£12m elite centre set to revitalise skills development in the Black Country
The latest phase of a new initiative to improve the manufacturing skills base of the Black Country has officially begun.
The £12m Elite Centre for Manufacturing Skills at the Thomas Dudley factory site in Tipton is the latest phase of a much wider scheme involving a consortium from industry, the academic sector, the Black Country Local Enterprise Partnership and various trade federations.
A formal groundbreaking ceremony at the site heralds the start of an ambitious project focussing on developing casting skills – still an integral part of industry in the area.
The University of Wolverhampton has appointed Midlands-based contractor, Shaylor Group, to build the new centre, which will be on the site of a now-demolished office block.
The ‘foundry and patternmaking spoke’ will be a purpose-built training facility adjacent to the existing Thomas Dudley foundry in Dudley Port where students will have access to industrial facilities.
The Black Country LEP has approved £8.04m for the ECMS project with training being delivered in Tipton, Dudley, West Bromwich and Wolverhampton. Work has already started at the ECMS hub site on the former Springfield brewery in Wolverhampton.
Led by the University of Wolverhampton, the ECMS hub and spokes is intended to provide employer-led training designed to improve productivity and growth in the high value manufacturing (HVM) sector.
The various partners in the project include: Dudley College, Black Country LEP, Thomas Dudley, Cast Metals Federation, Confederation of British Metalforming and the Institute of Cast Metal Engineers and The University of Wolverhampton. The partners are investing an additional £4.15m in the project, bringing the total investment to £12.19m.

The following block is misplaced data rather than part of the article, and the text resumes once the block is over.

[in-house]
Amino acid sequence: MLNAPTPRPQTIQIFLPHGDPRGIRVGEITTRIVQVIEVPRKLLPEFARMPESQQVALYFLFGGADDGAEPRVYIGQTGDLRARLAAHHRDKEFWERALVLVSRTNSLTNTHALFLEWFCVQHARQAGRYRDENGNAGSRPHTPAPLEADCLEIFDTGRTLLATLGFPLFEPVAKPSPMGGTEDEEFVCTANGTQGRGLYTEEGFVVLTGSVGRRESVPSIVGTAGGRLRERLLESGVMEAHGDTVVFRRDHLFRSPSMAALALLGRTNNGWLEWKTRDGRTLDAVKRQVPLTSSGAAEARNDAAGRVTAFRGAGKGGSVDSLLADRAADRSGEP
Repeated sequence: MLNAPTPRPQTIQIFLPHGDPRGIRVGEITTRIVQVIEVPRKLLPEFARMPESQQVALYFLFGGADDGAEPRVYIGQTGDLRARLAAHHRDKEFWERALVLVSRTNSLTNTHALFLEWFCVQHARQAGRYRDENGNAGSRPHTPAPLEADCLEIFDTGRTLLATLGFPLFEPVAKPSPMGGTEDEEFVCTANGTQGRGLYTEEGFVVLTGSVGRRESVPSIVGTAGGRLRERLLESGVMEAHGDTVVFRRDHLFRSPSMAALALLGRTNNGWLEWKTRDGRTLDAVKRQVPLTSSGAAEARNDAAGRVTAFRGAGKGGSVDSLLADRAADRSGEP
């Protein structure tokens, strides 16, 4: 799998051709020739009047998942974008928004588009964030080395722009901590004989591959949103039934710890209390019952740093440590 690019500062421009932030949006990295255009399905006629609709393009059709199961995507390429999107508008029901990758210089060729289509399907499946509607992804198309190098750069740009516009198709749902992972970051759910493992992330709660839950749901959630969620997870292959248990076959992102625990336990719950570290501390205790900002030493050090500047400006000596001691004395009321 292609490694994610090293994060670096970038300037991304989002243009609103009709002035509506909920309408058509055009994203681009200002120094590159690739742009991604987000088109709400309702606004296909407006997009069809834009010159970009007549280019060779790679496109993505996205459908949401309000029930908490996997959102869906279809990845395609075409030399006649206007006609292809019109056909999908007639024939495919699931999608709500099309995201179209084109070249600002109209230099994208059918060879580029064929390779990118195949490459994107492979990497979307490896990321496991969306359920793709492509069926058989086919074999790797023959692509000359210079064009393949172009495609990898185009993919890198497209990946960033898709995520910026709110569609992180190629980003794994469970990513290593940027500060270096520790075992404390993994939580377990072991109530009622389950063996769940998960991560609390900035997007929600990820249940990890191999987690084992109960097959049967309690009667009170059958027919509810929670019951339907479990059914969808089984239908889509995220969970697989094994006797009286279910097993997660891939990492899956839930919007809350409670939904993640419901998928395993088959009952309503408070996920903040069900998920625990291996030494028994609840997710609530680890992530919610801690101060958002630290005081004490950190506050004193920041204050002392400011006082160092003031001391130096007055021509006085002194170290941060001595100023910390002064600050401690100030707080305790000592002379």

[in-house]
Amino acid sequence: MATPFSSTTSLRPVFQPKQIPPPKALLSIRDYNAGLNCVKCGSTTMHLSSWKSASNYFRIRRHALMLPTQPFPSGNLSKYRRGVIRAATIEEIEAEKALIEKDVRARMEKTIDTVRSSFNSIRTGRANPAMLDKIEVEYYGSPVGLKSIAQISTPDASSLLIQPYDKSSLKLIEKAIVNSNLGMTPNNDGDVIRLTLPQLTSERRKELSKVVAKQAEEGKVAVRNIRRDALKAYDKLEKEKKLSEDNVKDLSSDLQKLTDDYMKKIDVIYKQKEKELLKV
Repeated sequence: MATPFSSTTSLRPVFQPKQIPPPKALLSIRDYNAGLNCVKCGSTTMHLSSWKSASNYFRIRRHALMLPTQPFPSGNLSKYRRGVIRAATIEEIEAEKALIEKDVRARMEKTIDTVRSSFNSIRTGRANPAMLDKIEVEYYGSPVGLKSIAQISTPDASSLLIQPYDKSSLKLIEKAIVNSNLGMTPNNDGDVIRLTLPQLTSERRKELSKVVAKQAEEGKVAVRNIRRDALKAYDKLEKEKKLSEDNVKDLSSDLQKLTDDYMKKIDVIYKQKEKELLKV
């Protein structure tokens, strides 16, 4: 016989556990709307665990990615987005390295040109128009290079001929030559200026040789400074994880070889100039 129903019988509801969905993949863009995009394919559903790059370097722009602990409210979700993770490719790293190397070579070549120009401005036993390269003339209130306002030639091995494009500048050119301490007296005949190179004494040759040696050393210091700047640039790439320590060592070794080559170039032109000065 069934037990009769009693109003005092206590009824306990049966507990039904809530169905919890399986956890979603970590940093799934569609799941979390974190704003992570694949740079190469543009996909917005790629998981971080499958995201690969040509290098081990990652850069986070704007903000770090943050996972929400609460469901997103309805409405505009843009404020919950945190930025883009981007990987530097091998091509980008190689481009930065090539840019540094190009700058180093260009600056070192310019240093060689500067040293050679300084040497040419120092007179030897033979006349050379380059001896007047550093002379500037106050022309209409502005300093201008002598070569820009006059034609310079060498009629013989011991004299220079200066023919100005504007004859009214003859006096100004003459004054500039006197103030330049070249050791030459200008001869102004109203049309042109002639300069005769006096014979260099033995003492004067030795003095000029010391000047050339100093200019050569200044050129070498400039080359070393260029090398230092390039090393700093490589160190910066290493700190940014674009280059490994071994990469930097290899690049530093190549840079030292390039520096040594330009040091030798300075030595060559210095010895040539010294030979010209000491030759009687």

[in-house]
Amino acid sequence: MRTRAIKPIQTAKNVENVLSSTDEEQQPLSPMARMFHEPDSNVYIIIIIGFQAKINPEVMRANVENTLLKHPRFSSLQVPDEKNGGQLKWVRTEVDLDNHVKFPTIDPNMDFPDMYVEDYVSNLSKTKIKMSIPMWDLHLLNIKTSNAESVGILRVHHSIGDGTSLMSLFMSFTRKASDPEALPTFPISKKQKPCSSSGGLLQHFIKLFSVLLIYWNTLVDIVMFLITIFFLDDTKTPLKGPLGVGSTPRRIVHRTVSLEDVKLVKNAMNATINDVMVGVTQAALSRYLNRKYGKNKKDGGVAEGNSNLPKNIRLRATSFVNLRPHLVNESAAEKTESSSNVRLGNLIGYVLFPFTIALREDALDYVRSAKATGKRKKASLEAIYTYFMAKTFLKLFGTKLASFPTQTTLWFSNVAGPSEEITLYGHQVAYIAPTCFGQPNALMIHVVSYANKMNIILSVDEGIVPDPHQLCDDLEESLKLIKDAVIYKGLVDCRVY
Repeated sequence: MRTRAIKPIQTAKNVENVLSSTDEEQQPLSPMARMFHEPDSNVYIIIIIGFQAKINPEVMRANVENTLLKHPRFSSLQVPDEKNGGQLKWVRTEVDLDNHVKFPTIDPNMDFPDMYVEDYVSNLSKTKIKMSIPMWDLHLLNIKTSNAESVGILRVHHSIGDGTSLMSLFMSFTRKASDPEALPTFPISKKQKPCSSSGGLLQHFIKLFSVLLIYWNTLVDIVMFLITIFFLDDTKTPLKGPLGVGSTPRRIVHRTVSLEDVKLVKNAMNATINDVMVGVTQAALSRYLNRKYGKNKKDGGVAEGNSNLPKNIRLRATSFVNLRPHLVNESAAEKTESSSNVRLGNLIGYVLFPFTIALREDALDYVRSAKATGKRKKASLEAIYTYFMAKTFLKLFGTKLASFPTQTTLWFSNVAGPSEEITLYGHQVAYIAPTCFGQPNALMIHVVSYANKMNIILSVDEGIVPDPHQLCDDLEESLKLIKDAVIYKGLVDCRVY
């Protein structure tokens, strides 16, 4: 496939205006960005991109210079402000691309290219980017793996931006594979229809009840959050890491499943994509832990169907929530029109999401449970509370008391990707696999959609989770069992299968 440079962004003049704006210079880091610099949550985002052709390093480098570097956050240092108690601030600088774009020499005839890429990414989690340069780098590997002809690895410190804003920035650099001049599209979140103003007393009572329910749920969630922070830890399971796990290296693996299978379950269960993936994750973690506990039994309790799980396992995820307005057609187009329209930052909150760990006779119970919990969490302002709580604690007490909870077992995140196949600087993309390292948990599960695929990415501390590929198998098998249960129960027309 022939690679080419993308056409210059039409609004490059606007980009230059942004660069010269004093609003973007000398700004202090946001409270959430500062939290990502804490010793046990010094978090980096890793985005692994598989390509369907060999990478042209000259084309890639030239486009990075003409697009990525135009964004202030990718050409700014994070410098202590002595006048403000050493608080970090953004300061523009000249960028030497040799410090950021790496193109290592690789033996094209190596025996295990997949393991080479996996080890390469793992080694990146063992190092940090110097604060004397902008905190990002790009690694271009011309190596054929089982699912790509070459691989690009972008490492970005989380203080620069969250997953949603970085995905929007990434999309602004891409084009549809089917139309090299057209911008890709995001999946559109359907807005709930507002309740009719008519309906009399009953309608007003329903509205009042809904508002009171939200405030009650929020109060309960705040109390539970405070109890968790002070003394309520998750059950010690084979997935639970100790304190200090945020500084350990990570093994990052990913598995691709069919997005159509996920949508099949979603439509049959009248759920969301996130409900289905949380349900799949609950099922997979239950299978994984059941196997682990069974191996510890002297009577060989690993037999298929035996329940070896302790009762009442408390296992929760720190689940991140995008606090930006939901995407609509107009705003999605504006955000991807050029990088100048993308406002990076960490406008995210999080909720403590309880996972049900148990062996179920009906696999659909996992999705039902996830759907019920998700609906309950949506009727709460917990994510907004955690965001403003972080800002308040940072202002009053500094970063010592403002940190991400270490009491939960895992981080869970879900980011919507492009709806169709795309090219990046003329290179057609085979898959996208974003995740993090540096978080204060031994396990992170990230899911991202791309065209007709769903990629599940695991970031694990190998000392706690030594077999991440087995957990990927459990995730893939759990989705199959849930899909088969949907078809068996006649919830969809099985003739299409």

Ian Fitzpatrick, chief executive of the Elite Centre for Manufacturing Skills, said the entire ECMS project would provide world-class training facilities which in turn, would support the delivery of apprenticeships through to Degree Apprenticeships at the university.
They will also focus on upskilling to support business growth within the area by providing transferrable skills for other industries in the Black Country.
“It’s an ambitious project but we are keen to see it up and running as quickly as possible,” said Mr Fitzpatrick.
“The centre will form a critical part of skills development in this area and supply the future workforce our industries need.”
Professor Ian Oakes, Deputy Vice Chancellor at the University of Wolverhampton, said: “Manufacturing is a highly specialised sector that has an ageing workforce and which is suffering from a significant skills gap. Following extensive consultation with businesses across the Black Country, it’s clear that the region is lacking the skills that underpin HVM performance, productivity and growth.
“This is a key strategic project which links employers, further education and higher education in the Black Country and provides another huge step forward in the regeneration of the Black Country, helping to boost the economy and create jobs.”
Colin Parker, of the Black Country Consortium, said: “The spoke will be open in December and then we can start providing the training that is going to prove so important to the future of this area.
“Having such a wide collaboration is unique for a project of this kind and is much needed. The closest centre currently offering this training is in Sheffield, which is of limited use to this region.”
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